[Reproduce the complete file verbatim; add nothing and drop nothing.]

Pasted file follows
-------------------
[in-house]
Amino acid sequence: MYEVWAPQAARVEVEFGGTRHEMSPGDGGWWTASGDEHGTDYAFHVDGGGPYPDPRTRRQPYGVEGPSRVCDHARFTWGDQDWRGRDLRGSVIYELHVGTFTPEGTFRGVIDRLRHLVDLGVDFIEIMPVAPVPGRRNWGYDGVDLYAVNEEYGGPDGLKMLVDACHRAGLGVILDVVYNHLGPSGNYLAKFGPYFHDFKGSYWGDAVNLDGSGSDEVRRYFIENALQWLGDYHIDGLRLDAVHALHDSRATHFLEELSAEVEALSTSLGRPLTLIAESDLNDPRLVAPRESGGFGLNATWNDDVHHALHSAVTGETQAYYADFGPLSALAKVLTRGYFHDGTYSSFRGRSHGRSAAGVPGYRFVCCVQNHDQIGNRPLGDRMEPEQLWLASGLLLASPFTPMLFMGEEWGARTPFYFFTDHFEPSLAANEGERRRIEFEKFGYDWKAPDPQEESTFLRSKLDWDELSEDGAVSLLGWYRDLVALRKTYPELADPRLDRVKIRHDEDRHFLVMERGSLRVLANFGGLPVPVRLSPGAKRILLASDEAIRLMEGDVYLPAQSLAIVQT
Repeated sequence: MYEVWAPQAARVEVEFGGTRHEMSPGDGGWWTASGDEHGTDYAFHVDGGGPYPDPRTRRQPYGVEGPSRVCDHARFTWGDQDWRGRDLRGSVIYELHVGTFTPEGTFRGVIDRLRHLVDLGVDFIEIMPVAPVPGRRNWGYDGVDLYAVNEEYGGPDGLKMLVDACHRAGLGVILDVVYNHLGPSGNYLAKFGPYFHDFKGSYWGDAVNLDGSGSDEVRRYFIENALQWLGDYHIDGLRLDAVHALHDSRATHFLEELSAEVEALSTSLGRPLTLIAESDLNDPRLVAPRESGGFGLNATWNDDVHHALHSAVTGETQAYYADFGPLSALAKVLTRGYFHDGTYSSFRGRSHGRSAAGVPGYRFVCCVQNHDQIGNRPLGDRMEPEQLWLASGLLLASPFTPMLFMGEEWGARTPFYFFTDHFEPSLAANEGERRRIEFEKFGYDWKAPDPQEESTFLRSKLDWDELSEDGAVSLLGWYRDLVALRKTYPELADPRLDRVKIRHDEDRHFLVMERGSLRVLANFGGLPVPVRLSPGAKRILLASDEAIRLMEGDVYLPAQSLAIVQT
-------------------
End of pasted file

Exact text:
[in-house]
Amino acid sequence: MYEVWAPQAARVEVEFGGTRHEMSPGDGGWWTASGDEHGTDYAFHVDGGGPYPDPRTRRQPYGVEGPSRVCDHARFTWGDQDWRGRDLRGSVIYELHVGTFTPEGTFRGVIDRLRHLVDLGVDFIEIMPVAPVPGRRNWGYDGVDLYAVNEEYGGPDGLKMLVDACHRAGLGVILDVVYNHLGPSGNYLAKFGPYFHDFKGSYWGDAVNLDGSGSDEVRRYFIENALQWLGDYHIDGLRLDAVHALHDSRATHFLEELSAEVEALSTSLGRPLTLIAESDLNDPRLVAPRESGGFGLNATWNDDVHHALHSAVTGETQAYYADFGPLSALAKVLTRGYFHDGTYSSFRGRSHGRSAAGVPGYRFVCCVQNHDQIGNRPLGDRMEPEQLWLASGLLLASPFTPMLFMGEEWGARTPFYFFTDHFEPSLAANEGERRRIEFEKFGYDWKAPDPQEESTFLRSKLDWDELSEDGAVSLLGWYRDLVALRKTYPELADPRLDRVKIRHDEDRHFLVMERGSLRVLANFGGLPVPVRLSPGAKRILLASDEAIRLMEGDVYLPAQSLAIVQT
Repeated sequence: MYEVWAPQAARVEVEFGGTRHEMSPGDGGWWTASGDEHGTDYAFHVDGGGPYPDPRTRRQPYGVEGPSRVCDHARFTWGDQDWRGRDLRGSVIYELHVGTFTPEGTFRGVIDRLRHLVDLGVDFIEIMPVAPVPGRRNWGYDGVDLYAVNEEYGGPDGLKMLVDACHRAGLGVILDVVYNHLGPSGNYLAKFGPYFHDFKGSYWGDAVNLDGSGSDEVRRYFIENALQWLGDYHIDGLRLDAVHALHDSRATHFLEELSAEVEALSTSLGRPLTLIAESDLNDPRLVAPRESGGFGLNATWNDDVHHALHSAVTGETQAYYADFGPLSALAKVLTRGYFHDGTYSSFRGRSHGRSAAGVPGYRFVCCVQNHDQIGNRPLGDRMEPEQLWLASGLLLASPFTPMLFMGEEWGARTPFYFFTDHFEPSLAANEGERRRIEFEKFGYDWKAPDPQEESTFLRSKLDWDELSEDGAVSLLGWYRDLVALRKTYPELADPRLDRVKIRHDEDRHFLVMERGSLRVLANFGGLPVPVRLSPGAKRILLASDEAIRLMEGDVYLPAQSLAIVQT